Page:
ABC of ICT: ‘I don’t want brown bananas’

Published on Wednesday 3 October 2012 by in News with 1 comment

The ABC of ICT was the plenary opening presentation at the Service IT Support Summit 2012 held in Sweden. The conference was organized by Profecto and sponsored by the ‘itSMF.se‘ and ‘DF Certifiering AB‘.

Paul Wilkinson of GamingWorks presented the Attitude, Behavior & Culture within IT organizations and stressed how this is THE number 1 critical success or fail factor for ITSM improvement initiatives.

During his presentation Paul once again confronted the audience with a few critical questions. ‘How many are doing ITIL‘? – 60%. ‘How many doing ITIL have read ‘Planning to Implement Service Management’? – 2 hands went up! Both trainers. Is it any wonder 70% of ITSM improvement programs fail and many meet with resistance if people do not know how to apply best practices.

Paul asked ‘Put your hands up if you can tell me the definition of a service according to ITIL’. 2 hands went up, again trainers. Is it any wonder  ‘ Unable to specify the VALUE for the business’ and ‘ITIL is THE goal, not what you DO with it’ both score high in ABC of ICT worst practice assessments, and both score high with business managers who don’t see the value of of this “ITIL stuff”.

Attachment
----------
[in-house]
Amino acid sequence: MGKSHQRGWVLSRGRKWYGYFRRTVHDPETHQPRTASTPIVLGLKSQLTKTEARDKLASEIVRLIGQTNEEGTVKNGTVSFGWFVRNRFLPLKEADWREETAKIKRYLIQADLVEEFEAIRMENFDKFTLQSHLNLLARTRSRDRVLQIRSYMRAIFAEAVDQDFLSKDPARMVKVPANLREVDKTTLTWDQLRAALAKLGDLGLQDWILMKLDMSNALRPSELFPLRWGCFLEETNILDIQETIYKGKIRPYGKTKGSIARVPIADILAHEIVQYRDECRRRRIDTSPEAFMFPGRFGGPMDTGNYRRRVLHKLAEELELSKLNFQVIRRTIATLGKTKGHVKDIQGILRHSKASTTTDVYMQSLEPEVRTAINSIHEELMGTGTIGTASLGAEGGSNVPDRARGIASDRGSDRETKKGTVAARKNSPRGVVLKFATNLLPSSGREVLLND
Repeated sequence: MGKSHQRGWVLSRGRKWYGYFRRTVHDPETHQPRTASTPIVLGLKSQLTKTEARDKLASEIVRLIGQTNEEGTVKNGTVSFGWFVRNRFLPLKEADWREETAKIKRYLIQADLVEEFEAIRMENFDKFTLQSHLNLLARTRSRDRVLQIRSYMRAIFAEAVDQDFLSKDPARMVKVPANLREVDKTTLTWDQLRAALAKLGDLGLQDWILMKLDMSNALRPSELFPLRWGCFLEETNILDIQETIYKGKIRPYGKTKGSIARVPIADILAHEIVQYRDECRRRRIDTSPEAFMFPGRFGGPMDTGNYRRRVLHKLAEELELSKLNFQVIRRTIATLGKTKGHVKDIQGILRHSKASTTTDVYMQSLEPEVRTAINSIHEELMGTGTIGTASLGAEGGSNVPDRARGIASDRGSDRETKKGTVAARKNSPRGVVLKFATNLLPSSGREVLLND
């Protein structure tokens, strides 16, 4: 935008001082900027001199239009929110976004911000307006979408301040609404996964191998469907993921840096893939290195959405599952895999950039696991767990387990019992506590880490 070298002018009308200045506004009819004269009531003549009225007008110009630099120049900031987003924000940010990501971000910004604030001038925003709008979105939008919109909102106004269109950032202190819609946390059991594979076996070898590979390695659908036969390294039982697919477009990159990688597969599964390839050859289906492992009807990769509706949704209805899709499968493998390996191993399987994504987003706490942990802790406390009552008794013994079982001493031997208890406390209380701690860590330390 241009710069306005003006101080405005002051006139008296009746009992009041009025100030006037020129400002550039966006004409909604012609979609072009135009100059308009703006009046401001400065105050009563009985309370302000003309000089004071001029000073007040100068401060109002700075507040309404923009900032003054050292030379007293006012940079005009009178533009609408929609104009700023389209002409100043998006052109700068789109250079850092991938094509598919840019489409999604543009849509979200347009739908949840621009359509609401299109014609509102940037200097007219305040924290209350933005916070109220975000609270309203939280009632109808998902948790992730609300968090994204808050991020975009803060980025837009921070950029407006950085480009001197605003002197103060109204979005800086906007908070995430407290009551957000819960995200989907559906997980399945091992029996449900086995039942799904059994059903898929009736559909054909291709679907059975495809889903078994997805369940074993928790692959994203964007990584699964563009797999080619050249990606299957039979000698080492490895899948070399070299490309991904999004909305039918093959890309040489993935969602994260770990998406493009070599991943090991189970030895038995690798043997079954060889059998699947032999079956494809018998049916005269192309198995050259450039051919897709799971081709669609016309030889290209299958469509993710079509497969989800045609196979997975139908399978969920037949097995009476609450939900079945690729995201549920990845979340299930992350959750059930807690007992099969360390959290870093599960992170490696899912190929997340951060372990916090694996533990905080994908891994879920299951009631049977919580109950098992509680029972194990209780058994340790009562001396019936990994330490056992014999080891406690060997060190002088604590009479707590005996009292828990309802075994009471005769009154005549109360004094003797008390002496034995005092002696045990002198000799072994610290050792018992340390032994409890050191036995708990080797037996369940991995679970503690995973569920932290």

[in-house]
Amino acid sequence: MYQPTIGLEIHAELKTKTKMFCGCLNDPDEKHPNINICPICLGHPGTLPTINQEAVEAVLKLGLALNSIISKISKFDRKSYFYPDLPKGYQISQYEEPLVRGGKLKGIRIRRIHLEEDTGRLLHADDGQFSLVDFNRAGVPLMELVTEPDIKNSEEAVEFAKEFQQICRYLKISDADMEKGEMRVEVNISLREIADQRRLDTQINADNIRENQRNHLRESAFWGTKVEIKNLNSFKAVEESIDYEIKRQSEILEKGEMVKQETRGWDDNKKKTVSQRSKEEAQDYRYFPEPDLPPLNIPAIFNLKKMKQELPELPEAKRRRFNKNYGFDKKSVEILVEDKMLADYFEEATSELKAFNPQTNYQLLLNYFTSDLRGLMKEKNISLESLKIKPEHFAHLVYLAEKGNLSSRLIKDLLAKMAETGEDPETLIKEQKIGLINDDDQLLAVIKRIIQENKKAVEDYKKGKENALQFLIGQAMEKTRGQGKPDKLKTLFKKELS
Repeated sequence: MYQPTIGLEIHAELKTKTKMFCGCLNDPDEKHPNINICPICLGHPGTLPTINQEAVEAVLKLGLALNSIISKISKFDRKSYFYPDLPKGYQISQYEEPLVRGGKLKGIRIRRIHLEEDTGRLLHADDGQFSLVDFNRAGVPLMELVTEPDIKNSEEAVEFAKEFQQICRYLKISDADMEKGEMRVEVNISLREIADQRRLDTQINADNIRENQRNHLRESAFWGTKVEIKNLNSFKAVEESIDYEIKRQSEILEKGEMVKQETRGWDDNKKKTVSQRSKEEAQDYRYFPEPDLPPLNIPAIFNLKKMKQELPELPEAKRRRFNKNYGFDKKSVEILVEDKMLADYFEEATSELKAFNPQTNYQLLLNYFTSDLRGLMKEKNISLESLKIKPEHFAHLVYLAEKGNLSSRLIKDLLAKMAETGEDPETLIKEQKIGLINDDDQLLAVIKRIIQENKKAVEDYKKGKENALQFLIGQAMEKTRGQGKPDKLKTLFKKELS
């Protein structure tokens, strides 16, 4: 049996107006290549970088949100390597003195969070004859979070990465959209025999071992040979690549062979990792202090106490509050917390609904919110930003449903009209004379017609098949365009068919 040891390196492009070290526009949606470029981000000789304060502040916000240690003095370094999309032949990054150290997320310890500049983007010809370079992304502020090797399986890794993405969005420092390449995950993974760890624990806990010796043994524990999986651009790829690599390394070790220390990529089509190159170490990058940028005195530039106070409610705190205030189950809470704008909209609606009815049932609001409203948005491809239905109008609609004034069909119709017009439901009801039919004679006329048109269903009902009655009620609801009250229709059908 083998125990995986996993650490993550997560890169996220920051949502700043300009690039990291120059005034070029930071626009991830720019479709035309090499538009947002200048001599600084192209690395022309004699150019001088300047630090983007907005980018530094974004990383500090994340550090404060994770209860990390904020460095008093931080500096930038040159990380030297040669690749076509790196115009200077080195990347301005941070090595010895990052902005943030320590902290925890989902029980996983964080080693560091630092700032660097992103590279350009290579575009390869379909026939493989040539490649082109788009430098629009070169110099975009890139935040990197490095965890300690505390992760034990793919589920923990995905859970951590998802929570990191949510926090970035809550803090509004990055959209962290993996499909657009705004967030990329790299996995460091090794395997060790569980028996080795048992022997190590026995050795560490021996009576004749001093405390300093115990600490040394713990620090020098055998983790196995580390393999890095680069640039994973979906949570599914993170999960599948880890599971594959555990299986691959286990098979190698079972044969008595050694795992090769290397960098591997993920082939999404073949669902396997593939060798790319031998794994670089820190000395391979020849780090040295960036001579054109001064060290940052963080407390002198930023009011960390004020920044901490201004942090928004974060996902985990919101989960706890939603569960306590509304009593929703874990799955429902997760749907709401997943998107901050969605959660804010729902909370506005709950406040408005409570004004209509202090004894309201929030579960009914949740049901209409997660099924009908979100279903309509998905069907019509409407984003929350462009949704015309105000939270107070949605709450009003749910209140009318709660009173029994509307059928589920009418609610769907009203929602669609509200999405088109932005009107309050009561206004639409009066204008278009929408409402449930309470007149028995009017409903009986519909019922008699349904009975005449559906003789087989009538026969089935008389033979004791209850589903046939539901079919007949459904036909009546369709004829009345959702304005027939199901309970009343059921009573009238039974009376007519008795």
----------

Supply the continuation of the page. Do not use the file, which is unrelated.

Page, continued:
With the growing importance of IT to ALL organizations we can no longer afford to fail to bring ITSM under control. As ITIL V2011 explains, ITSM is becoming a strategic capability and as such IT employees are becoming strategic assets. It is now time to start demonstrating it, and behaving as such, If we don’t the consequences to both IT and the business are unacceptable.

Together with Leif Andersson from Profecto Paul presented the ABC of ICT cards as an awareness and assessment instrument, and conducted a mini workshop. The ABC of ICT cards contain 52 Industry recognized WORST PRACTICES in IT Service management.

Top cards chosen during the Resistance exercise in Sweden:

  • Never mind about following procedures just do what we normally do
  • Saying Yes and doing NO
  • Process managers without authority
  • No management commitment

These cards all being ‘Implementation related issues’, hardly surprising really if nobody has read ‘Planning to Implement Service Management’!

There was nodding consent in the audience and recognition when these results were presented back to the teams. Indeed people circumvent procedures and revert to old ways of working. Worse is the fact that people say they will follow procedures but don’t. The poor, long suffering process managers have no authority to do anything about it and take the only course of action open to them – to escalate to management…..who then display the number 1 resistance card world wide. ‘No management commitment!’.